BACK

div align="center">

Mainstream versus Sigh-Fie

The Continuing Marginalization of Genre Fiction


Welcome. Welcome to the May 1999 edition of Outside: Speculative & Dark Fiction. We're proud to present a wonderful new short story, "a Predatory Nature" by Randy D. Ashburn, and compelling new reviews by our Critic At Large, A.L. Sirois.

Awards. We're also happy to announce the May recipients of our Step Outside award. They are "The H.P. Lovecraft Archive"—the definitive resource for the HPL fan—and "2019: Off-World"—a great Blade Runner resource page maintained at Stanford University since 1992.

Rant. I was recently in another of those conversations with a sweet and intelligent person who, on learning of our magazine, said: "Oh yes, my uncle reads sigh-fie; I'll have to steer him to you." There was no malice in that tone dripping with unconscious condescension. This brings to mind the fact that I noticed, as I was growing up, that every SF anthology seemed to begin with a prolog in which it was hoped that one day SF would be accepted as literature rather than some form of intellectual fungus. Why the need to apologize? The fact is that, if you look at any high school or college literature syllabus, half or more of the items are SF/F/H. Consider the following slice and dice roto mix: Brave New World, 1984, Moby Dick, The Iliad, The Odyssey, Dante's Divine Comedy, everything William Blake ever wrote, Hawthorne's ghost stories, the medieval grail stories, Tolkien, Kafka, Verne, H.G. Wells, Gulliver's Travels, Anthem by Ayn Rand, Frankenstein by Mary Shelley, Dracula by Bram Stoker, the complete works of Ray Bradbury (which mainstreamed long ago), and so forth! How is it possible that we live in a society that still has that certain contempt for the literature of the imagination, when we've put people on the moon, we're cracking the human genome, and we have telescopes that can look back to the beginning of time? We live in a generation of revolutionary progress in every one of the sciences—the most brilliant strides since the Renaissance—and yet we have Kosovo, Littleton, skinheads, dragging deaths, the bizarro-science of creationism, and, yes, sigh-fie.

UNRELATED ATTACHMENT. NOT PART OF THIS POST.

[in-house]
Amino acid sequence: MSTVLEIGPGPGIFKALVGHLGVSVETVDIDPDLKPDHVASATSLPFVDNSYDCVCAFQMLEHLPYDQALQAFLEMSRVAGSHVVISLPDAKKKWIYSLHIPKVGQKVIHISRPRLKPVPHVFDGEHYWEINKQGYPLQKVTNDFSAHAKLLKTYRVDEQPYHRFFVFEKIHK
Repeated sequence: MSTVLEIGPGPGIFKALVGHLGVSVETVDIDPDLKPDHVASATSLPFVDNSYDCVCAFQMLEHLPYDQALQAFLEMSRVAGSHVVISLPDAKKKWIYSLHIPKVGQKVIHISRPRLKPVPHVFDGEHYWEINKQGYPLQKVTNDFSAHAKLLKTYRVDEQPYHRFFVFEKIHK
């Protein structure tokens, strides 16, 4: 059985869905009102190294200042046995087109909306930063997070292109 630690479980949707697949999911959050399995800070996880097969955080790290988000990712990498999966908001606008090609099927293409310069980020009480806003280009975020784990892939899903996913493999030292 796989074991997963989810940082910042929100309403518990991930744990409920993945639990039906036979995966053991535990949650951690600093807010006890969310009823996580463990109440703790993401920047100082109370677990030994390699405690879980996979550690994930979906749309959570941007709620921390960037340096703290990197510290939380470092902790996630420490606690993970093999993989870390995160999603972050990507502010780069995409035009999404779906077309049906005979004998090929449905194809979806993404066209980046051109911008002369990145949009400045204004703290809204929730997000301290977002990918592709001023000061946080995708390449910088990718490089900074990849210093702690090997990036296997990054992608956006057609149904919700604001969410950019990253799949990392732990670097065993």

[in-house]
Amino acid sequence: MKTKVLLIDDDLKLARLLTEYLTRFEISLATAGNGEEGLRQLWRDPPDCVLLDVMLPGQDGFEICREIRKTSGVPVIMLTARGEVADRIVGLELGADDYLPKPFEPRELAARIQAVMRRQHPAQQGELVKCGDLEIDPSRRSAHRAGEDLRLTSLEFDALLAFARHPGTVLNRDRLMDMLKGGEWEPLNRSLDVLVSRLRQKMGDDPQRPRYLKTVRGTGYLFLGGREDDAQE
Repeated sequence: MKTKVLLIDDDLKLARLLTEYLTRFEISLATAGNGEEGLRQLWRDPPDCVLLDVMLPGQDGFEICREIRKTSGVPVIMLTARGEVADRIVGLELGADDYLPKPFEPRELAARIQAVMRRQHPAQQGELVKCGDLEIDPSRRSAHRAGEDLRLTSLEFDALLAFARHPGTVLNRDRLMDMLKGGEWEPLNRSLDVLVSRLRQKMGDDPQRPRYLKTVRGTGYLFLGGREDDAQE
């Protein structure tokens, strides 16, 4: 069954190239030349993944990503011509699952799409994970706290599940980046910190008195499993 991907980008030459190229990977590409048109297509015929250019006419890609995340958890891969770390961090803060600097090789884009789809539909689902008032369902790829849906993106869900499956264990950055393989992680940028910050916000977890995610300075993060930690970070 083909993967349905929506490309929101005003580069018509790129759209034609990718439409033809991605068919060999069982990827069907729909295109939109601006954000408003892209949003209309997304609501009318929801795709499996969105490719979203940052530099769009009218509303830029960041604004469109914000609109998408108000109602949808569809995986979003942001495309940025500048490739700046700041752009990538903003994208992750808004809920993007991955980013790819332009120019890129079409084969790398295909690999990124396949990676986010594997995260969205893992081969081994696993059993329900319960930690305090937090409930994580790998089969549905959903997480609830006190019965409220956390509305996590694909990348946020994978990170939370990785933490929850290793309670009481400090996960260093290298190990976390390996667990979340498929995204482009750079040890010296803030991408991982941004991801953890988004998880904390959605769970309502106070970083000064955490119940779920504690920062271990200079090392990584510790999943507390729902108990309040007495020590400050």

A lot of it has to do with the way publishers have stuck fiction into categories, like fast food—oddly, placing bestselling romance and horror authors in the mainstream shelves, while sidelining category areas for SF/F/H, mystery, and romance. Of course, when I want a good SF novel and I want it now, I'm glad they've done this.

Incidentally, I once listened to an expert on fast food on PBS. He explained that the principles of fast food are these: predictability and security. We no longer raise our food outside the kitchen window and then cook it inside—we graze again, as our long-ago ancestors did. Food, of course was a preoccupation of people who lacked Tupperware‚, deli specials, or synthetic snack foods that no insect would touch. Food, therefore, was then, as it is now, a source of great anxiety. Enter fast food: it doesn't matter how mediocre it tastes, but it always looks the same, smells the same, and tastes the same. And the average fast food eater usually orders the same thing at any given such restaurant. Thus, a remedy for anxiety. Same thing with category fiction. If a good horror novel is your desperately craved sleep medicine (I'm tempted to say that for me it's mainstream books in which nothing happens; Part 2 of the Rant—about "literachoor"—soon) then you just march on autopilot down those carpeted aisles to the horror shelves.